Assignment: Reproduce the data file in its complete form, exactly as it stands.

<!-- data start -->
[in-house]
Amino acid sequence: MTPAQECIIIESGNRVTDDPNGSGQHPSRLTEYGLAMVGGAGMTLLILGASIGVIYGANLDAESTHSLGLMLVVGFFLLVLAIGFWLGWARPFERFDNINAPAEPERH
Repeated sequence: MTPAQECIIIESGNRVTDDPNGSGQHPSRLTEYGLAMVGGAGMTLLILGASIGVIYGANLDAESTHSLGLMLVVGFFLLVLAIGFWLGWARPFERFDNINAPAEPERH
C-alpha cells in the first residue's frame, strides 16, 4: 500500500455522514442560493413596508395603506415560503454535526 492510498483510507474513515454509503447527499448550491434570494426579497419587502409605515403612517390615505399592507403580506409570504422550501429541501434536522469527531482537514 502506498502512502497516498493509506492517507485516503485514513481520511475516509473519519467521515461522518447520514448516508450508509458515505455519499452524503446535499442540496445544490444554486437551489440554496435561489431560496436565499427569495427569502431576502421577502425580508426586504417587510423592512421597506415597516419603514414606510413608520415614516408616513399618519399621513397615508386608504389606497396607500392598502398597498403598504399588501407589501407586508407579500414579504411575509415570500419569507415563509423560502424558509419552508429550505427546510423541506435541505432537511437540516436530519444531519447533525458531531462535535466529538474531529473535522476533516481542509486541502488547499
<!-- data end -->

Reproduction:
[in-house]
Amino acid sequence: MTPAQECIIIESGNRVTDDPNGSGQHPSRLTEYGLAMVGGAGMTLLILGASIGVIYGANLDAESTHSLGLMLVVGFFLLVLAIGFWLGWARPFERFDNINAPAEPERH
Repeated sequence: MTPAQECIIIESGNRVTDDPNGSGQHPSRLTEYGLAMVGGAGMTLLILGASIGVIYGANLDAESTHSLGLMLVVGFFLLVLAIGFWLGWARPFERFDNINAPAEPERH
C-alpha cells in the first residue's frame, strides 16, 4: 500500500455522514442560493413596508395603506415560503454535526 492510498483510507474513515454509503447527499448550491434570494426579497419587502409605515403612517390615505399592507403580506409570504422550501429541501434536522469527531482537514 502506498502512502497516498493509506492517507485516503485514513481520511475516509473519519467521515461522518447520514448516508450508509458515505455519499452524503446535499442540496445544490444554486437551489440554496435561489431560496436565499427569495427569502431576502421577502425580508426586504417587510423592512421597506415597516419603514414606510413608520415614516408616513399618519399621513397615508386608504389606497396607500392598502398597498403598504399588501407589501407586508407579500414579504411575509415570500419569507415563509423560502424558509419552508429550505427546510423541506435541505432537511437540516436530519444531519447533525458531531462535535466529538474531529473535522476533516481542509486541502488547499